Yesterday I wrote about my own personal weird food tastes, but it’s been a while since we’ve discussed exotic food in southern Italy, so let’s talk about snails (and for those of you who read through yesterday’s comments, no, don’t expect a ghiro recipe here any time soon).
Snails are lumache (loo MAHK eh) in Italian, and I’ve read that there are literally hundreds of different words for snails in the dialects of southern Italy; what the Badolatese in Calabria call a snail is lambehru (lam BAIR ooh), plural lambehri (lam BAIR ee).
Cute little words for such cute little things, no?
They don’t move as slowly as you might think, either. I had to keep coaxing these down the strainer between photos.
Anyway, back at the end of September, after a heavy rainfall, when the time is ideal for snail searches because they haven’t yet eaten lots of grass which can make them bitter (I’m told), P went out digging.
Yes, these are land snails (or I suppose garden snails), not sea snails; I’ve never tasted the latter so I can’t offer you any comparison.
I’ve heard that snails are a love it or hate it kind of thing. I have to admit, a few years ago I didn’t like them very much. Now I kind of love them, though, and P definitely does, so I’m always happy to have a dish o’ snails whenever the opportunity arises.
And the opportunity really only arises when P goes digging — these babies are truly a delicacy as a kilo of snails can cost upwards of 25-30 euros ($32-$38). Granted, that’s two and half pounds of snails (and that’s a lot of snails) but still, not cheap.
I’m not sure how other parts of Italy prepare snails, but this is the only way people seem to prepare them around here. So here is:
Pasta with Snails alla Calabrese
(Pasta con Lumache alla Calabrese)
- One pound of snails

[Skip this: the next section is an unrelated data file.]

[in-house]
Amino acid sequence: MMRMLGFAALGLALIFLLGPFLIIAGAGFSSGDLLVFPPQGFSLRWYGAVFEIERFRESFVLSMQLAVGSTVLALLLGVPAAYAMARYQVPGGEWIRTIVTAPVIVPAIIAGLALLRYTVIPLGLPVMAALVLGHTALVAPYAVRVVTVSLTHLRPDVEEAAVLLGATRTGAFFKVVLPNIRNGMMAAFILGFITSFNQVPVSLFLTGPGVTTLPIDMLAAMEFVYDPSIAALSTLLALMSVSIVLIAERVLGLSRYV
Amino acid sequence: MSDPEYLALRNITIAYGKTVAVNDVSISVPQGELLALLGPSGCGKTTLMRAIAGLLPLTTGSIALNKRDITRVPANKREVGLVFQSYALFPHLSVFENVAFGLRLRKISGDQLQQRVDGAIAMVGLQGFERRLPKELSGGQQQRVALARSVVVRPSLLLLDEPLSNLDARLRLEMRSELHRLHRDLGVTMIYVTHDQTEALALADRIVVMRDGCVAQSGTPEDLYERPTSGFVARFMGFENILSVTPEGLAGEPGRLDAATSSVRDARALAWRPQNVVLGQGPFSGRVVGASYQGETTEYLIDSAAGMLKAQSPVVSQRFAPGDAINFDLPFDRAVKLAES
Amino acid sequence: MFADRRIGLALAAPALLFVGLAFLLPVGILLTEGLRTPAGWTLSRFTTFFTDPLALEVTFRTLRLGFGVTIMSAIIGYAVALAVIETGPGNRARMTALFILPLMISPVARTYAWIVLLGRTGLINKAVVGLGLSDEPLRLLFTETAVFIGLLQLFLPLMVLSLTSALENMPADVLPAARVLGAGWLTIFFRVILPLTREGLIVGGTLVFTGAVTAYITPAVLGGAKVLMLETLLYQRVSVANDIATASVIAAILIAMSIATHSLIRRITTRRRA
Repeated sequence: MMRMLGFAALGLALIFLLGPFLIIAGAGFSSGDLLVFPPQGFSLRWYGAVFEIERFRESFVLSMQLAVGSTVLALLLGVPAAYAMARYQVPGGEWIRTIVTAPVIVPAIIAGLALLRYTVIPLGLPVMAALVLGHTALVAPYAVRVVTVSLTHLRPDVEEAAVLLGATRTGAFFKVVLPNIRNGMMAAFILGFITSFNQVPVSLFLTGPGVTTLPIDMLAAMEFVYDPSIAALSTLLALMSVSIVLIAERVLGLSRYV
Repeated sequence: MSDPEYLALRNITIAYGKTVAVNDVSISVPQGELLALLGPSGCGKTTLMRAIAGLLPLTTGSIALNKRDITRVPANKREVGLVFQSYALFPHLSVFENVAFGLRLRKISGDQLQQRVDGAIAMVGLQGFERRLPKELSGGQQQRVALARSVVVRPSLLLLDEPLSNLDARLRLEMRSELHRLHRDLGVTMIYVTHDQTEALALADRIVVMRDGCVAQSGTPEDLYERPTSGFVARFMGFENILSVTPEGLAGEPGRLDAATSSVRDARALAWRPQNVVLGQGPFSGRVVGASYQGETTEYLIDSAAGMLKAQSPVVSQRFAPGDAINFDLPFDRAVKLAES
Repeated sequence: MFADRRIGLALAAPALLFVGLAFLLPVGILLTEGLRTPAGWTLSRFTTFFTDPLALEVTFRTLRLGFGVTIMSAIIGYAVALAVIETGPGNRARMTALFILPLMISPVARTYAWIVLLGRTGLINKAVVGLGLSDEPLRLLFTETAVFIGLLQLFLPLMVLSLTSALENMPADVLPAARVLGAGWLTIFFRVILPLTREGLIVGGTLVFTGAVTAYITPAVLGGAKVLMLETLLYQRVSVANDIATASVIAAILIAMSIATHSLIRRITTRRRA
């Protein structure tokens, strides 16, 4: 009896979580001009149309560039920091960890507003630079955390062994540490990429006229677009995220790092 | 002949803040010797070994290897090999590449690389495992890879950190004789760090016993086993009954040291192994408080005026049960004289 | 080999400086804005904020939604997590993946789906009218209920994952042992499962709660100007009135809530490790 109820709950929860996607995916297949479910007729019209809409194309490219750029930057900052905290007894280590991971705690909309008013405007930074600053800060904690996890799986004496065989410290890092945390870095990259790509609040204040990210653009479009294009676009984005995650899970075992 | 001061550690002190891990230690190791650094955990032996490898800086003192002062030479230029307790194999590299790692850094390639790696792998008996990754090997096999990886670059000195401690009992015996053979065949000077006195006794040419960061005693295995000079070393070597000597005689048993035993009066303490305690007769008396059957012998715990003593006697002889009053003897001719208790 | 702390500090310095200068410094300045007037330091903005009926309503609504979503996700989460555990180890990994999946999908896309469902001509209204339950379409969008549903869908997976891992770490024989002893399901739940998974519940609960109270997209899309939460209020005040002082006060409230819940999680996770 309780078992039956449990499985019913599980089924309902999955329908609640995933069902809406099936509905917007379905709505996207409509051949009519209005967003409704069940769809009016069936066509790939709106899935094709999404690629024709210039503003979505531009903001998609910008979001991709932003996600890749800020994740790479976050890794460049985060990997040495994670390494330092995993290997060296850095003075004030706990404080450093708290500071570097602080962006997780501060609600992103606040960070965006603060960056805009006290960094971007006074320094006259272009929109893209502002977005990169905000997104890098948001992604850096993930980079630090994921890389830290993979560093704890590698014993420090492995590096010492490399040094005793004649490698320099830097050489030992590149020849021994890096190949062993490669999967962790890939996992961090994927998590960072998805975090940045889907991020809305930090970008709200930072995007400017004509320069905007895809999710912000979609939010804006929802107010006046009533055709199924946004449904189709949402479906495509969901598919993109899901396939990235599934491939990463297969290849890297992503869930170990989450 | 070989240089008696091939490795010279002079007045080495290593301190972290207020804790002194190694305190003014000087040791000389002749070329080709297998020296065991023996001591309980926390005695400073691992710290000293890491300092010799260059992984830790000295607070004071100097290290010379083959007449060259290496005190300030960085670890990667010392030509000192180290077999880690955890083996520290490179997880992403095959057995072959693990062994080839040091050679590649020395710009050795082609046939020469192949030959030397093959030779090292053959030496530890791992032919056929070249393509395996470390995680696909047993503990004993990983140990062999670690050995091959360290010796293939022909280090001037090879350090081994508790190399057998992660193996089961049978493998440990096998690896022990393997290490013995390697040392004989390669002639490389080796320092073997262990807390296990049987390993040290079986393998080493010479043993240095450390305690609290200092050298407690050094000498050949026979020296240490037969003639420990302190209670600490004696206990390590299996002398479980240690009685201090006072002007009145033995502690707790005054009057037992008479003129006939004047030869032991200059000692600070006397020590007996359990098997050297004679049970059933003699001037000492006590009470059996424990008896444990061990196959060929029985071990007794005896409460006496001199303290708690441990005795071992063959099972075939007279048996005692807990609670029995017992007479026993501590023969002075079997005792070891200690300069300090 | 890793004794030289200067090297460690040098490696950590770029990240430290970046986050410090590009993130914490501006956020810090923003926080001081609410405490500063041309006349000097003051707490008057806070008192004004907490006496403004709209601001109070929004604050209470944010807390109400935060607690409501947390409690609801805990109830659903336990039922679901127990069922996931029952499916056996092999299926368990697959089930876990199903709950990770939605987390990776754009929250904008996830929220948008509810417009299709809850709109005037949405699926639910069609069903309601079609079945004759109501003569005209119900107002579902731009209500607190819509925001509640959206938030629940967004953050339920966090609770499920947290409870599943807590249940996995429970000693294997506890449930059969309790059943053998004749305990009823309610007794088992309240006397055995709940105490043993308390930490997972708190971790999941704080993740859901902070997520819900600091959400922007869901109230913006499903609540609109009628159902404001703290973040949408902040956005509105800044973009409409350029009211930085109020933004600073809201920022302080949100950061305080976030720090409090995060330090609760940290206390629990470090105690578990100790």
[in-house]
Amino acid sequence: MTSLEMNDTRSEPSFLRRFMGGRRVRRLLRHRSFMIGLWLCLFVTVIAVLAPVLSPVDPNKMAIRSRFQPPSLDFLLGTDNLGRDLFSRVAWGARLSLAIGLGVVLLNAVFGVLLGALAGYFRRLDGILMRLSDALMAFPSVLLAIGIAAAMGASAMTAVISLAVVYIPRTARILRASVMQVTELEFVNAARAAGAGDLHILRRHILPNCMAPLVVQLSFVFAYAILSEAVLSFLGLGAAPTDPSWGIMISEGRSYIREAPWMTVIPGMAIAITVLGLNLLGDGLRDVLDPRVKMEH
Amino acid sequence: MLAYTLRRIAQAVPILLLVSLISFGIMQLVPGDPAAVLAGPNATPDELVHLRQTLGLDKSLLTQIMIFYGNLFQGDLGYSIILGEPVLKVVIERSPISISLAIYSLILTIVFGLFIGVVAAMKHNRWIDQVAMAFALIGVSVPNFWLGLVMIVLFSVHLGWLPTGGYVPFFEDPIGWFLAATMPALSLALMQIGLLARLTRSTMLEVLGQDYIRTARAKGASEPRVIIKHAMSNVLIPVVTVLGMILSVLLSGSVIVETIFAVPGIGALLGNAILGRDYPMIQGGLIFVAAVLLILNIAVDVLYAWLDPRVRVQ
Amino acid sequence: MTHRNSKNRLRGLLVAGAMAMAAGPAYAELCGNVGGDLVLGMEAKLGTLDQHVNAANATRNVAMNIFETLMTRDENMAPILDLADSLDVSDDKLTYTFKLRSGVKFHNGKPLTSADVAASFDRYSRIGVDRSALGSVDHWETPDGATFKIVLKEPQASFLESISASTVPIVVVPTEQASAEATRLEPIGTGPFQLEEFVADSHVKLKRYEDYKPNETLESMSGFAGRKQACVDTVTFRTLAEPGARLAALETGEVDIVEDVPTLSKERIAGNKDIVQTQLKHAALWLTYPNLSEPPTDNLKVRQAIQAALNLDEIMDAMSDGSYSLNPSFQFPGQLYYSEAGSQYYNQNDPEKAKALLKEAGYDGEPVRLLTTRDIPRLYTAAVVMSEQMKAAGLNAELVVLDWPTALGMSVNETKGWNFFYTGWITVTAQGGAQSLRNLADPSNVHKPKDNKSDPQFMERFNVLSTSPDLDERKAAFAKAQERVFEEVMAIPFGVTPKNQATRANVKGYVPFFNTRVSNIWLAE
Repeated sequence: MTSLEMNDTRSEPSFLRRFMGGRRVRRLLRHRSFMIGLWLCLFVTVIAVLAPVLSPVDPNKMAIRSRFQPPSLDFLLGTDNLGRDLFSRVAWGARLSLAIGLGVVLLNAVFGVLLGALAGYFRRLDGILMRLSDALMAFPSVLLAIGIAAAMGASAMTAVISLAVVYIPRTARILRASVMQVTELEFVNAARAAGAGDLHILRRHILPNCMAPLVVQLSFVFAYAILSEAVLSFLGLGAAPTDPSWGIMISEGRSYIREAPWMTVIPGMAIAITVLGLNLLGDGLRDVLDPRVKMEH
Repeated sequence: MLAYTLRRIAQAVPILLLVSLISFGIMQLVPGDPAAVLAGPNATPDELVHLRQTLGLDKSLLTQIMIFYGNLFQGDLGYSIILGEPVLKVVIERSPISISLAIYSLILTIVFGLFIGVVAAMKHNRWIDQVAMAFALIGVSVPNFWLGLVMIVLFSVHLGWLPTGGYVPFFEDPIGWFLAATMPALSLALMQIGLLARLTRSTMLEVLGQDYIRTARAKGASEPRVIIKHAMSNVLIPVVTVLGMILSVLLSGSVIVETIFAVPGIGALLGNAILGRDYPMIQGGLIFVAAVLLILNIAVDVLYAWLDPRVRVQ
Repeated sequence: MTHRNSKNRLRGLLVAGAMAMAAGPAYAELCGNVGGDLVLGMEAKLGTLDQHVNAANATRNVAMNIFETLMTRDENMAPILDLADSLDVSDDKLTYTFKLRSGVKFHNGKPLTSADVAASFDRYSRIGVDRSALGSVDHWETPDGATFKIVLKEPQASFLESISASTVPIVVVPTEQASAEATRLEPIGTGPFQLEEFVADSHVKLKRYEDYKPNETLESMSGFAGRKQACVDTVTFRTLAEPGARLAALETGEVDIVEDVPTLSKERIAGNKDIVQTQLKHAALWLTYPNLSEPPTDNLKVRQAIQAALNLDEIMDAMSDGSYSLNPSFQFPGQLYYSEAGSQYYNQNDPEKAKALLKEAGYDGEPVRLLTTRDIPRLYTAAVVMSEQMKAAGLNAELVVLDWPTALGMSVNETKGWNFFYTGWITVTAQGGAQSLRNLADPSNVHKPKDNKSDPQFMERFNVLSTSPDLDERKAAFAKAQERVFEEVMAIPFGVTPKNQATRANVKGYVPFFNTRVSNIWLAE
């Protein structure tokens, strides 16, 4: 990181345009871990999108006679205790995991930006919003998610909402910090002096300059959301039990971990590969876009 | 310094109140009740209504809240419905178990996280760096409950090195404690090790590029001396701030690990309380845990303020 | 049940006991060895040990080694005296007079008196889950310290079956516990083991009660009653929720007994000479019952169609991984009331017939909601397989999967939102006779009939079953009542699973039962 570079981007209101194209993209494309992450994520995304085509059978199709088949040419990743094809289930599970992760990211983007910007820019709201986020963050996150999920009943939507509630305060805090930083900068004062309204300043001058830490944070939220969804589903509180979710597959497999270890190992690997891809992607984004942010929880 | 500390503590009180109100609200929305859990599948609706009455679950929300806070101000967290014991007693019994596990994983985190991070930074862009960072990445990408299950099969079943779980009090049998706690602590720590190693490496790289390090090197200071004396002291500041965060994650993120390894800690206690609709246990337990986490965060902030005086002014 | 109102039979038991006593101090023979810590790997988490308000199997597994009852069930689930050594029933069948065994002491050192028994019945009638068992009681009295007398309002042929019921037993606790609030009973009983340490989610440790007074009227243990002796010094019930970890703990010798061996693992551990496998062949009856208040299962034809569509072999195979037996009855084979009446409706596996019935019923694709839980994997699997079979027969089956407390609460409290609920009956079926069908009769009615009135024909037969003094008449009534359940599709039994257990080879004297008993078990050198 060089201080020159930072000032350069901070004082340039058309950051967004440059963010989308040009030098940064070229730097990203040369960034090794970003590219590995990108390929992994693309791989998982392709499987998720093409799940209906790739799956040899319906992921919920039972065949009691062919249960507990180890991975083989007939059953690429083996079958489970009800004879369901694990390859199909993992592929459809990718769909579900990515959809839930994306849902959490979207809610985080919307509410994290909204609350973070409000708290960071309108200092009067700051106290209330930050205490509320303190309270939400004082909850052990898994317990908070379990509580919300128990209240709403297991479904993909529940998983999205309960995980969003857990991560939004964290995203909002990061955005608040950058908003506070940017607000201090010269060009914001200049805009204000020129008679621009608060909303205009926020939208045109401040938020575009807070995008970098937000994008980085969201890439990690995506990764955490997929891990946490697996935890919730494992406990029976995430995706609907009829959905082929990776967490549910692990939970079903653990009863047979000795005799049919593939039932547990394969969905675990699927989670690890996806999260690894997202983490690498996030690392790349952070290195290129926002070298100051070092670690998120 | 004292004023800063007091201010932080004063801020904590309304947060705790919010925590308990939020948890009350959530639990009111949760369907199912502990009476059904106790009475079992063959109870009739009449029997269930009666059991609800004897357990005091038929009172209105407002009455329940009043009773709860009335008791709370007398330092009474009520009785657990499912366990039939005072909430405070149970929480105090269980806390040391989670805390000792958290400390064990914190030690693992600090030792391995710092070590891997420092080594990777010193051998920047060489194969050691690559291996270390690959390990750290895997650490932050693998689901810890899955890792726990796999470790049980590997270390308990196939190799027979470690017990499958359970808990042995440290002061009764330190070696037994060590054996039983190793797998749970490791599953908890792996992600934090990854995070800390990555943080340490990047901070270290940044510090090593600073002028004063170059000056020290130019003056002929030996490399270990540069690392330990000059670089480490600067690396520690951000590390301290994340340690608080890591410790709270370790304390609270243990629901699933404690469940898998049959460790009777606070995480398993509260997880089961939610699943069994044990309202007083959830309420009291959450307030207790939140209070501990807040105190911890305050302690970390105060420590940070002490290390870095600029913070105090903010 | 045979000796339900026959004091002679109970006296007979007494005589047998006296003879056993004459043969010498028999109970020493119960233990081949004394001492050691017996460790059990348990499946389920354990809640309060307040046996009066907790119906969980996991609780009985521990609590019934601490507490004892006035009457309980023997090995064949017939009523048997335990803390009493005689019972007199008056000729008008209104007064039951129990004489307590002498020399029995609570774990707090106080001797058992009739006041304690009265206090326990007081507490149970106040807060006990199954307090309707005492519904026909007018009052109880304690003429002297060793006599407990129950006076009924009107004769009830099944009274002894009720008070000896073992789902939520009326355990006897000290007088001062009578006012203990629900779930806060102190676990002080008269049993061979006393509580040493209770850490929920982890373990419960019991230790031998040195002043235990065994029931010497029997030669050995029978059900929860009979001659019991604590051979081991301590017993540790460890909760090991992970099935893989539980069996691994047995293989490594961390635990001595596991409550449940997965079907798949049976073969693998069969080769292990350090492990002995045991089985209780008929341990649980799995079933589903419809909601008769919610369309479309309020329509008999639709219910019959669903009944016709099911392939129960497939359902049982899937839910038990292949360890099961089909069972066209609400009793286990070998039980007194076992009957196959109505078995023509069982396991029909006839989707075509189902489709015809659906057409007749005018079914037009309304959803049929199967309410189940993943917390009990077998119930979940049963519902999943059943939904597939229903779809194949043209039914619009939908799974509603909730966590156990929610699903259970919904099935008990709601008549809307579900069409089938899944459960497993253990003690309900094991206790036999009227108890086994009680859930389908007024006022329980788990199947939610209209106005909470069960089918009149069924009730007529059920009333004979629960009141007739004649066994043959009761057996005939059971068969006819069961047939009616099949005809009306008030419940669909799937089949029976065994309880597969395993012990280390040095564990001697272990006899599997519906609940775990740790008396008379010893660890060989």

- 2 tablespoons olive oil
- 1 small onion, chopped finely
- 1 garlic clove, minced
- 1 can crushed tomatoes
- Bunch of dried oregano
- Salt to taste
1. Put fresh snails in strainer and let drip for at least an hour, more if you see they’re still purging. Some people even do this overnight.
2. Bring a pot of water to a boil and add snails. Let boil for about 10-15 minutes. As scum forms on the top periodically, remove it. When there’s no more scum, remove the snails from heat, drain, and rinse.
3. In the meantime, prepare sauce. Over medium heat, fry onion and garlic in olive oil, add tomatoes, and then, after it has simmered for about 15 minutes, add salt and oregano.
4. After a few more minutes, add snails, and let sauce cook for another 10-15 minutes until tomatoes taste done to you.
5. Note that some may choose to remove snails from their shells before adding them to the sauce; I’ve noticed that in southern Italy, at least, they tend to like everything cooked and served inside shells.
6. To eat the snails, use a toothpick to remove bodies from shells, and discard the dark coiled end, deepest in the shell, which is the gall and can taste quite nasty (although with these particular snails, P assured me that part was actually delicious, and I took his word for it).